Friday, June 26, 2009

The Invention of Hugo Cabret by Brian Selznick

A lot of people liked this book. I definitely recommend it for elementary kids... It's got sort of a pre-steampunk feel to it, lots of automata. Plus, it's about movies, and what kid doesn't love movies? There's a lot of good historical info included on the invention of movies, and it might lead kids on to other books. It's inventive, a lot of the story is told silently through pictures and that really suits the whole silent-movie theme.

That said, it didn't do much for me. It's just basic kid-book fare. The plot was painfully obvious to me and the characters were annoying, especially with their constant arguing over who should reveal secrets first. I was hoping for something mind-bogglingly wonderful from the praise it gets, but it was just the same old stuff: An orphan, a spunky girl to be his best friend, a mean old man, and a bunch of riddles to solve.

And- Hm. I really thought I had more to say about this, but I guess that's it. I recommend it, especially for kids, who won't notice that the story's been done so many times, but it's not a "heave it to the top of Mt. TBR" recommendation. A good similar book at a slightly higher reading level might be Chasing Vermeer by Blue Balliett, and some other books with the same general attitude are The Palace of Laughter by Jon Berkeley or The Magic Thief by Sarah Prineas (awesome, awesome book with review forthcoming eventually). Here's a list of books about the history of movies and one about silent movies, if this book sparks your interest.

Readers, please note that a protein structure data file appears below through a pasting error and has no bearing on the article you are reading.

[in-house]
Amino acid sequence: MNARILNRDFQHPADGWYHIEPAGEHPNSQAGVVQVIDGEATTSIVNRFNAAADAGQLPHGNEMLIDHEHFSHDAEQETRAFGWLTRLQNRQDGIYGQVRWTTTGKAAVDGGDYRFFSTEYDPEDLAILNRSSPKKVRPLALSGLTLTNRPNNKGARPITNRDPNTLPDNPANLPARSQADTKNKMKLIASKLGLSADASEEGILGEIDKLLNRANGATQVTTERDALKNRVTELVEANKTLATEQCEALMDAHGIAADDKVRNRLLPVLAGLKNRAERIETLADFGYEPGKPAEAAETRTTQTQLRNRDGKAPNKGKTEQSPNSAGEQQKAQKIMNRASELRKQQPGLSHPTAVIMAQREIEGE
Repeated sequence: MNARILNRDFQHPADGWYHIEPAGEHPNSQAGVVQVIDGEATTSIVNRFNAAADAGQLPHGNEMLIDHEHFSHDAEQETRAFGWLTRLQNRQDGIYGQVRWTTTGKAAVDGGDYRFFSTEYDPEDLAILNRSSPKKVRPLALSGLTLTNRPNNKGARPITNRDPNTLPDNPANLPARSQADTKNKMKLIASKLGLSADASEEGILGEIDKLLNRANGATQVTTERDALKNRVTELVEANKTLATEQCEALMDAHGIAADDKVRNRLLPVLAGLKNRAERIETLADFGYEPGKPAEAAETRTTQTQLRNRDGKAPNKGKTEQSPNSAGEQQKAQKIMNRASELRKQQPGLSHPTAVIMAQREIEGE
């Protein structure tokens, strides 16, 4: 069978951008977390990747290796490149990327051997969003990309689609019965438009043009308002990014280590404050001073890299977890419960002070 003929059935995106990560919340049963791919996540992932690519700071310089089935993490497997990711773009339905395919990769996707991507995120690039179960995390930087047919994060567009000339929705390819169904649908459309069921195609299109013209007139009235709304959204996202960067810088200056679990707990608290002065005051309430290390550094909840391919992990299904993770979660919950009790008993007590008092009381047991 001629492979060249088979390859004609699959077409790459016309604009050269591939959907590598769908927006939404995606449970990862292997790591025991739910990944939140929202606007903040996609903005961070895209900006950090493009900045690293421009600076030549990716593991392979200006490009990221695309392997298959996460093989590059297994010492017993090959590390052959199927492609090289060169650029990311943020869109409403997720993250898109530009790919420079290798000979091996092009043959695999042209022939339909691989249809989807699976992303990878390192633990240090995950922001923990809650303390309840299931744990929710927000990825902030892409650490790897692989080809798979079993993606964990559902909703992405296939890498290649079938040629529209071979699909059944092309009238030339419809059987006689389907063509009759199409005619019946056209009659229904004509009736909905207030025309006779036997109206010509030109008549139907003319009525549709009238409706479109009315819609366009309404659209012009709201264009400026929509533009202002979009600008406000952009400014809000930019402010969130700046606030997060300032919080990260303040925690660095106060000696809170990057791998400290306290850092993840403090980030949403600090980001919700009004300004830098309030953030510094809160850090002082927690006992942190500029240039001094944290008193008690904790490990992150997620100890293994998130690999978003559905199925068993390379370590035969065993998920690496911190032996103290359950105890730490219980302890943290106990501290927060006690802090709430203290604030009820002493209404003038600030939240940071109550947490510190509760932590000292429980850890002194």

Buy The Invention of Hugo Cabret


  1. I liked this one, but maybe it's because I haven't been exposed much to other similar titles. I did think its illustrations (and more, the whole concept) was Caldecott worthy. You can read my review here--->

  2. Oh, and I meant to say I'll be on the lookout for the book you highly recommended (Magic Thief?)

  3. The illustrations concept was my favorite part of the book. :) Thanks for the link.

    Review in a nutshell for The Magic Thief: An example of kid-book and fantasy tropes done the way they ought to be done, combining to form brand new things. Plus, it's hilarious. I associate it with The Invention of Hugo Cabret mostly because the protagonists seem similar to me.


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